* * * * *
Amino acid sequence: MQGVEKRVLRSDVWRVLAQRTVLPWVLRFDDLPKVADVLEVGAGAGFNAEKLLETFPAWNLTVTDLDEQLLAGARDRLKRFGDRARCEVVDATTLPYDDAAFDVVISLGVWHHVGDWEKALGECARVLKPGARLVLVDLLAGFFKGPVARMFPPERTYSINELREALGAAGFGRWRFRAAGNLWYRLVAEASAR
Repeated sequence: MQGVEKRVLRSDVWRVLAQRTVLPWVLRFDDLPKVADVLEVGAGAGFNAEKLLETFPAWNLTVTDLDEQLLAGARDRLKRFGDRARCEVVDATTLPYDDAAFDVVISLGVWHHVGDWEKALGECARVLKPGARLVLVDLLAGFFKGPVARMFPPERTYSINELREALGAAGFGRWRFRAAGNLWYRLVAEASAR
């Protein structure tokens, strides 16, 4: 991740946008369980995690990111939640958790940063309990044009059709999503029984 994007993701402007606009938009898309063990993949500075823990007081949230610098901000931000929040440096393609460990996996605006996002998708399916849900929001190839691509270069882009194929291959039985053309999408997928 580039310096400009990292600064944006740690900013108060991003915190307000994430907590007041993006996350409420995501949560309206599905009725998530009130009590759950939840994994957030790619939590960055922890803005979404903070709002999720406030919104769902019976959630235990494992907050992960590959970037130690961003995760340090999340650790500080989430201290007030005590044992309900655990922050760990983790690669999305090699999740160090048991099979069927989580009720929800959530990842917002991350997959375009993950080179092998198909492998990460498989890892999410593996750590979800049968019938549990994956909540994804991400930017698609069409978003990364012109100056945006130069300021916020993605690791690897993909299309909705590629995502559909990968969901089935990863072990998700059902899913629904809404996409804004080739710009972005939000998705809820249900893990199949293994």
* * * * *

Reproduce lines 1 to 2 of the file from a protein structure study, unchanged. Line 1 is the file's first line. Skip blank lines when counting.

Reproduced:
Amino acid sequence: MQGVEKRVLRSDVWRVLAQRTVLPWVLRFDDLPKVADVLEVGAGAGFNAEKLLETFPAWNLTVTDLDEQLLAGARDRLKRFGDRARCEVVDATTLPYDDAAFDVVISLGVWHHVGDWEKALGECARVLKPGARLVLVDLLAGFFKGPVARMFPPERTYSINELREALGAAGFGRWRFRAAGNLWYRLVAEASAR
Repeated sequence: MQGVEKRVLRSDVWRVLAQRTVLPWVLRFDDLPKVADVLEVGAGAGFNAEKLLETFPAWNLTVTDLDEQLLAGARDRLKRFGDRARCEVVDATTLPYDDAAFDVVISLGVWHHVGDWEKALGECARVLKPGARLVLVDLLAGFFKGPVARMFPPERTYSINELREALGAAGFGRWRFRAAGNLWYRLVAEASAR